- Review Your Custody Arrangement Periodically: Situations change, and as your child gets older, your custody arrangement should change as well. You and your ex-spouse should discuss how the custody arrangement is working for your child and make any necessary adjustments.
What to Do When You Have Joint Custody
Document Your Time
You should document the time you get to spend with your child. You can use a calendar or another tool that works for you to accomplish this. Eventually, you may see a pattern in which more time is being spent with the parent who isn’t the custodial parent. If this happens, you may want to consult a family law attorney to seek joint physical custody of your child.
You should always say something about a change of circumstances in order to modify your custody arrangement.
Make All Visitations
Unless it’s an emergency, you should go out of your way to make certain to have all the visitation time with your child that’s available. In the future, you or your ex-spouse may want to change the custody agreement and the court will look at the facts of each case. The fact that you kept all visitation times with your child could go a long way in front of a judge.
Build Your Case for Change
Keep track of everything regarding your child, such as documentation, your expense log, visitation, denial of visitation from your ex-spouse, etc. The more you can document your case for changes to the current custody agreement, the more likely you are to succeed in court.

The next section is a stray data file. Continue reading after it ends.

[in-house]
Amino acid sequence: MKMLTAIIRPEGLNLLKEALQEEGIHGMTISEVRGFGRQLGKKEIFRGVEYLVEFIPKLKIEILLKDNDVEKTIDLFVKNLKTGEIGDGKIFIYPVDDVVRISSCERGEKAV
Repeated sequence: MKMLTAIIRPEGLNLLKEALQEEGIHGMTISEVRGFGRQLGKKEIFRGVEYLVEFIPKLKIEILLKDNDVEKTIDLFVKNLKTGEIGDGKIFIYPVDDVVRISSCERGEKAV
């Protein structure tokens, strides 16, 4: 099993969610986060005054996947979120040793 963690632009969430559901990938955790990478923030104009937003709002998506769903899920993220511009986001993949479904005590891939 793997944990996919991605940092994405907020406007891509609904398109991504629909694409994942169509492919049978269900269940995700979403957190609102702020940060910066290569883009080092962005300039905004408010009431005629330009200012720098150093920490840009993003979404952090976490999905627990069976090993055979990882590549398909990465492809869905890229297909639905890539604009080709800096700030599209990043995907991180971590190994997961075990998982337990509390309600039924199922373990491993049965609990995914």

It’s important for you to be clear about the type of joint custody you want when it comes to your child. Remember, there is both legal and physical joint custody, and you may decide you want both.
You should also keep in mind that the court will always act in what they believe to be in the best interest of your child, and you should too. By following the above rules to help a joint custody agreement work smoothly, you and your ex-spouse may be happier, but your child will be the one who benefits the most. Remember, your child wants to have both you and your ex-spouse in their lives; don’t ever make your child choose between you.
Divorce can be hard on your child, and all the changes may leave them feeling confused and upset. It’s up to you and your ex-spouse to assure your child that you both love them very much and want what is best for them. It’s not about you.
In any child custody case, you should retain the services of a child custody attorney who is familiar with the laws in your state and has the knowledge and experience to assist you in building your best case to put before the judge.